Across mainland Europe, the Eurasian lynx is staging a comeback. Freed from the pressures of unsustainable hunting and benefiting from a softening of public attitudes, this enigmatic feline has been successfully reintroduced into several countries and is now gaining in number and expanding its range.
Here in Scotland, there have been several studies to evaluate the ecological feasibility of bringing back lynx, but people’s beliefs and perceptions around the concept, have not yet been fully assessed. Lynx to Scotland is a comprehensive study to accurately evaluate the social feasibility of returning lynx.
The project partners recognise that reintroductions can only succeed if they are integrated into the communities and landscapes where they take place. Lynx cannot and should not be forced upon the people of Scotland, but it is also important to have an open discussion acknowledging that, against the backdrop of a global biodiversity crisis, there is an opportunity to bring back not just a charismatic native species, but the missing ecological processes that it would restore.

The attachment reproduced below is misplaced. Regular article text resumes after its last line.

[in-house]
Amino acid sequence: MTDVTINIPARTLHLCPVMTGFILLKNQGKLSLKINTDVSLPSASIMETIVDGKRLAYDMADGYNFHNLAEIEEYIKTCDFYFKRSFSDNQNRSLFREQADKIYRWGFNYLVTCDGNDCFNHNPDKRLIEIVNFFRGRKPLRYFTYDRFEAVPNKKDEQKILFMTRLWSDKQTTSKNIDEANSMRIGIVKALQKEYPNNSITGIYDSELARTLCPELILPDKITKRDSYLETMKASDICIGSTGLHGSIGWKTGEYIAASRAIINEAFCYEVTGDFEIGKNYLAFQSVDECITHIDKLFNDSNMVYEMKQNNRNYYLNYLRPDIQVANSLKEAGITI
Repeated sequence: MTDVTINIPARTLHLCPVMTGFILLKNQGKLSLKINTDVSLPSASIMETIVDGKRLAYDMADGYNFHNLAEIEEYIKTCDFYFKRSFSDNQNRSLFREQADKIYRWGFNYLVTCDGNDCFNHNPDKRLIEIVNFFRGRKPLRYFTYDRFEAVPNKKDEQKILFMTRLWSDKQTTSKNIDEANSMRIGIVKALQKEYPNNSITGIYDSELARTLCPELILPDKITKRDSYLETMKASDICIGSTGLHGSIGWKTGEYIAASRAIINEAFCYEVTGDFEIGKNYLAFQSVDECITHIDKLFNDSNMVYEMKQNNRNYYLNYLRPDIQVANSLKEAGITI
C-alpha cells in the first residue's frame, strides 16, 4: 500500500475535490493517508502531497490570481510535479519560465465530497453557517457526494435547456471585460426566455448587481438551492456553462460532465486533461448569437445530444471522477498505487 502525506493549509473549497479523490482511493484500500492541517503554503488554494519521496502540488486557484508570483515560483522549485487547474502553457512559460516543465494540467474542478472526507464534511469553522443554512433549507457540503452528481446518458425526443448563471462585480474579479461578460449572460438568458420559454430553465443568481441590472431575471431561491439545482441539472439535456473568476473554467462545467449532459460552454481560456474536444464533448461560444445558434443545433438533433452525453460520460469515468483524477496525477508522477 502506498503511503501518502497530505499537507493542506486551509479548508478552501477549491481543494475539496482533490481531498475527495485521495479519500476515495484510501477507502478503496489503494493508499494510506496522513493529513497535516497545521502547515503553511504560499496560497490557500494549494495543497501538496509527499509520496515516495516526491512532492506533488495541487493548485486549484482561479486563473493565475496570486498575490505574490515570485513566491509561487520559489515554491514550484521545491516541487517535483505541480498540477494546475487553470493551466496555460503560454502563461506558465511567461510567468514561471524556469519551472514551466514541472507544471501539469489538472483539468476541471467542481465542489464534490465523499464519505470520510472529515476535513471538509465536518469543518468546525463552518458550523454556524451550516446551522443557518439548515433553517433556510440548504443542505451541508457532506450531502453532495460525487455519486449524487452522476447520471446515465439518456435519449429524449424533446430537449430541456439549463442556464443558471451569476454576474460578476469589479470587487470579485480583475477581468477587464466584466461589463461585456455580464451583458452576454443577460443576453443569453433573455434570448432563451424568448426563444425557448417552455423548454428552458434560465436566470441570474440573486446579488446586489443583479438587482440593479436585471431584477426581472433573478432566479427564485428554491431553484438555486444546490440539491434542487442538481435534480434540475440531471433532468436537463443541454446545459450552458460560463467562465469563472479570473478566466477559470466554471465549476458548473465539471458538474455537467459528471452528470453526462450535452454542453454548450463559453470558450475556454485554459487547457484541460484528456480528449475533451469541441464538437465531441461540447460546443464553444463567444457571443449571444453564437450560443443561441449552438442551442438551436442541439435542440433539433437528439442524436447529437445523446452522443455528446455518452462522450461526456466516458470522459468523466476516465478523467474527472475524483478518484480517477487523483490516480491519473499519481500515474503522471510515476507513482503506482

Lynx to Scotland will actively seek to include a wide range of stakeholders who represent multiple perspectives, giving everyone opportunity to influence the outcome. The project will also identify any barriers that exist and explore how they might be addressed in a way that gives confidence and builds trust between all the groups involved.
The initial stages of the study will be geographically focused on two areas previously highlighted as potentially suitable for lynx - the Cairngorms and Argyll. An independent study of stakeholder perceptions around restoring lynx will inform a subsequent process of wider community consultation. The study launches in January 2021.